The simplicity of the “sky and meadow and forest” and the purity of the “untouched due” in comparison to himself leaves Edward Thomas “scorning” and feeling insignificant as he can’t match his emotions to the glory of the scenery. In Edward Thomas’s poetry he often refers to roads and paths as a metaphor for his life. In The Glory we see this when he writes “tread the pale dust pitted with small dark drops”. The use of the word “dark” suggests that he sees his future as bitter and gloomy, which gives us a sense of his dissatisfaction. Likewise in Old Man Thomas says “only an avenue, dark, nameless, without end” implying also a sad future.
‘The Voice’ by Thomas Hardy portrays the aftermath of the death of Hardy’s wife, Emma. Whilst they were in love, they became estranged in the later years of their marriage until her death. In this poem, Hardy explores feelings of his loss in a wistful and nostalgic manner. He shows his frustration in being unable to communicate with Emma, and paints her as both real and insubstantial, both in life and in death. Even the landscape described in the poem reflects his loss.
I have the right to say what miseries I have endured…Endlessly I have suffered the wretchedness of exile.” She is commanded to stay where she is by her lord, but dwells on the fact that she has no friends or anyone that she can trust where she is, which creates sadness for her. “My lord had ordered me to take up my abode here, though I had among these people few dear loyal friends; therefore my heart is sad.” She then finds out that her husband has been hiding murderous thoughts through a facade. Throughout the poem she expresses the anguish felt by longing for a lover that will never come by reflecting back on times when he says that the only thing that will tear them apart is death, and feels as though their marriage and love has vanished. To add onto the disheartening tone the poem also tells about how she is told to live in a cave with very
So too in the third stanza of “The Hollow men” are we confronted with a vision of a desiccated, hopeless landscape- “this is the dead land”. This disillusionment and questioning of the modern lifestyle, of Eliot's time, is also alluded to in the first stanza of the preludes, a poem whose entirety deals with the sordidness and decay of city life where “a lonely cab-horse steams and stamps”. Eliot’s 'The Waste Land’, deals with the idea of a lack of renewal, and death in each of his five parts. The distorted images of nature and the cycle of life that is portrayed conveys a lack of renewal both in the physical environment and spiritually
His indifference to Marie's affection towards him demonstrates that even though Meursault enjoys her companionship, it made no difference whether or not she loved him deeply enough to the point of getting married. "I answered the same way I had last time, that it didn't mean anything but that I probably didn't love her" (41). Meursault admires and is please by Marie's beauty, but quite ironically one can say that Marie's fateful encounter with him is the misfortune of his death. Later in the novel, when Marie takes the stand on Meursault trail in Meursault, she confesses the irregular things she had done with Meursault the day after Meursault's mother passed. "Gentlemen of the jury, the day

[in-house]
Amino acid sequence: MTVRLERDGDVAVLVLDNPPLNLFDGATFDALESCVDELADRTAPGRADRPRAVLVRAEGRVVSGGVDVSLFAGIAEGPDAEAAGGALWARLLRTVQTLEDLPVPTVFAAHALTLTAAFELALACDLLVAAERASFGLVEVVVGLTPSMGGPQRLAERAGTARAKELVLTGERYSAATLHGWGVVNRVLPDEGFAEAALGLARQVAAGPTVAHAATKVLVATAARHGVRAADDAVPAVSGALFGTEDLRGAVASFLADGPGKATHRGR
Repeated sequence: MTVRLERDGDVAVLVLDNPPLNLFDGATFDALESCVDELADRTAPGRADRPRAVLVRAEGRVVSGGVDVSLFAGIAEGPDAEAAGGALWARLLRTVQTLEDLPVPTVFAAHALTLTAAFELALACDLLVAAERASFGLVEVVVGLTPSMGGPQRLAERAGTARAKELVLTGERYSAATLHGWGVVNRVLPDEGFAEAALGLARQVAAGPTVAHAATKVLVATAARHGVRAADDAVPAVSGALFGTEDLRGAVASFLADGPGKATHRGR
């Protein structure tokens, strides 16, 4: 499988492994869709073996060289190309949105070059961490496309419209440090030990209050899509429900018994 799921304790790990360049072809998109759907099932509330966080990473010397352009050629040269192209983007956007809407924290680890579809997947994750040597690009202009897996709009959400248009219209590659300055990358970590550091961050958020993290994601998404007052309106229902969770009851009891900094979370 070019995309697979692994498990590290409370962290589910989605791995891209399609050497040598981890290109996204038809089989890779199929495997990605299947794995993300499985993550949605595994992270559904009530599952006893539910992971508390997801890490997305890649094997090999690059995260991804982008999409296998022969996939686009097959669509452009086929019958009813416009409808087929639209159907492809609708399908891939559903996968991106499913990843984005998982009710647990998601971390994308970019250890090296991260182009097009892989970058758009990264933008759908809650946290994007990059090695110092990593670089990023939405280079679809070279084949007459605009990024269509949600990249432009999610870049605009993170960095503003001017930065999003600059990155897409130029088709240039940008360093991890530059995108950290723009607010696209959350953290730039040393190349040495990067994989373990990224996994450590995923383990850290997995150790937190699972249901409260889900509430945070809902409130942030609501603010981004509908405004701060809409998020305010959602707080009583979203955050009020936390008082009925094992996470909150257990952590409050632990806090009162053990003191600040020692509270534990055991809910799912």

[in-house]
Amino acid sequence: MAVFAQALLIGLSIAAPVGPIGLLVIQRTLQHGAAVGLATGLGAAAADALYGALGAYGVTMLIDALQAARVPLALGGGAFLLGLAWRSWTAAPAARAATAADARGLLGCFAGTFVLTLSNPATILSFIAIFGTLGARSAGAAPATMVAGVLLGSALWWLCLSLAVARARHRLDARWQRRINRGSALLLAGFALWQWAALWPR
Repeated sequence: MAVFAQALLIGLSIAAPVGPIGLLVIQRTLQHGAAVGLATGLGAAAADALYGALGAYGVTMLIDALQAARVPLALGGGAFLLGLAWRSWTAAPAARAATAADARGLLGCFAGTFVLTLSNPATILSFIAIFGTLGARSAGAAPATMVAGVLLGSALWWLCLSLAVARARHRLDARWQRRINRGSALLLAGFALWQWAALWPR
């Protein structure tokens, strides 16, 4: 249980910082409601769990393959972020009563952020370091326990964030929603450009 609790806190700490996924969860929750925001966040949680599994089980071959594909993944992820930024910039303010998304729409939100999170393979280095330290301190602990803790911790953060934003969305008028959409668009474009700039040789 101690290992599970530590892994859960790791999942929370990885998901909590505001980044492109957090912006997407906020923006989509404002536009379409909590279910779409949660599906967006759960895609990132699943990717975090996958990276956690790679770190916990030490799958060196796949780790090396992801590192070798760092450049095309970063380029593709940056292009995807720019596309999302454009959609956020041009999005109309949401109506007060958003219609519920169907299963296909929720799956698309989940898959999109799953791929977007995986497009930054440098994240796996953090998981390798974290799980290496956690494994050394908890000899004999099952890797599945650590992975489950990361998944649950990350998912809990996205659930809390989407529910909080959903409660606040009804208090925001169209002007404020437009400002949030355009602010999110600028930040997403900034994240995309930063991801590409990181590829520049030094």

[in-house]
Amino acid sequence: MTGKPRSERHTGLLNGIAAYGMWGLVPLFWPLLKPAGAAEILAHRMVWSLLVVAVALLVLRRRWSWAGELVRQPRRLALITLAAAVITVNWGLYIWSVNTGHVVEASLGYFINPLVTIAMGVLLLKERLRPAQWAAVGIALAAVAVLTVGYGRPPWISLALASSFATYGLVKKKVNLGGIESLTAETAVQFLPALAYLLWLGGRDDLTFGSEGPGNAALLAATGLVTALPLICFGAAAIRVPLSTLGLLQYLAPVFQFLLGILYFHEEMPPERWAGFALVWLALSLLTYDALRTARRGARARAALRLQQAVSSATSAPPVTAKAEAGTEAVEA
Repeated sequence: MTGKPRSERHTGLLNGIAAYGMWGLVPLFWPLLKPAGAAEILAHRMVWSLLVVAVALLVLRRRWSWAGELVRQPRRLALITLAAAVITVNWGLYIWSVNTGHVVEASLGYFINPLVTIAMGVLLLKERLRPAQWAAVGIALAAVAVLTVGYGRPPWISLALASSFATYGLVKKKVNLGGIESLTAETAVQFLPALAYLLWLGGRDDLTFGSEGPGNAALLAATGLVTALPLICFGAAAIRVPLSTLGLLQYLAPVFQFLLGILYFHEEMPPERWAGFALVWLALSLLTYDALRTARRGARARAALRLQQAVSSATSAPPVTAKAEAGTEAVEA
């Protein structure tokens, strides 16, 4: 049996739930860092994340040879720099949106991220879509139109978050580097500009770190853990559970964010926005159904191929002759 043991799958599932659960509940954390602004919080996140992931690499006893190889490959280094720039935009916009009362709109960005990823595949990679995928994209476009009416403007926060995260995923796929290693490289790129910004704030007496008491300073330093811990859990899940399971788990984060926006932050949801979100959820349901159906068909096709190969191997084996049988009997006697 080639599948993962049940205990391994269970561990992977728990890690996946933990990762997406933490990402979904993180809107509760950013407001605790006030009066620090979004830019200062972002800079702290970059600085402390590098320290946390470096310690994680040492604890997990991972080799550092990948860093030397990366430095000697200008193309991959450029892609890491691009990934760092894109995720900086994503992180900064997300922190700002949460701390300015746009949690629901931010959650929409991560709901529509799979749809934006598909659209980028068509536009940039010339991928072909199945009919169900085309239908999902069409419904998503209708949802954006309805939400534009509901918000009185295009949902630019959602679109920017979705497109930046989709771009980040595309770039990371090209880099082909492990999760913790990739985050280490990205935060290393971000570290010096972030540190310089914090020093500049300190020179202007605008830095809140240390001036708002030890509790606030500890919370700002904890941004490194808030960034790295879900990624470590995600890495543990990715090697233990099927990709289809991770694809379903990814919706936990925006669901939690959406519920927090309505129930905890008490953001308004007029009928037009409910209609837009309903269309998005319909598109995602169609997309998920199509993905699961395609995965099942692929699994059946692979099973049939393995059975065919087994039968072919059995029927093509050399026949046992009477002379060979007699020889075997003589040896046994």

Describing them as ‘a savage race’. Tennyson uses pathetic fallacy when describing the bleak landscape and ‘barren crags’ and also uses monosyllabic words to exaggerate the tedious turn Ulysses’ existence has taken. The rhythm is harsh and downbeat, ending with an even toned line to empathize the dullness of Ithaca. The tone is bitter and resentful, exaggerated by negative adjectives such as ‘unequal’ even toward his wife, whom he describes as ‘aged’ rather than loyal. In the next verse Ulysses compares his current life with his past adventures and successes.
For example, in stanza 2, instead of saying “My life is dreary”, Tennyson replaces it with “The night is dreary”. However the rest of it is the same (with the exception of the last stanza). The refrain of the poem functions like an incantation, which contributes to the atmosphere of enchantment. It highlights her dull, bleak and melancholy life. Moreover, it features her longing for courage to face death.
The lack of details about Lenore makes her a likely symbol. She may represent idealized love, beauty, truth, or hope in a better world. She is "rare and radiant" we are told several times, an angelic description, maybe symbolic of heaven. In the poem, Poe writes “Tell this soul with sorrow laden if, within the distant Aidenn, It shall clasp a sainted maiden whom the angels name Lenore.” This is maybe the most hopeful, but also the gloomiest moment in the poem. For a second the speaker allows himself the dream of a reunion with Lenore in Aidenn, which can be interpreted as Heaven.
The stream of consciousness and antithesis is employed to portray the sacrifices of friendship. The contrast between the ambitions that they harboured and the despondency he is struck with is demonstrated when the narrator says “I really thought I’d be moving back this month. But I won’t of course. Not after blowing my exams.” The antithesis between hope and despair encapsulate that relationships unhinge the equality within a relationship and can be emotionally and psychologically fluctuating for the person making sacrifices. Tim Winton also demonstrates an antithesis between the present and the future, where people in a relationship are morally obliged to give up their future plans for the short-term pleasure of companionship.
Tennyson's "Tears, Idle Tears" is a brooding lyric as a classic example of poetic suggestion. The poem opens with a paradox. The speaker unexpectedly finds himself weeping when “looking on the happy autumn-fields.” The tears are declared idle, which is to say they seemingly lack any real basis. But are they really mysterious in their origin? Is the speaker weeping?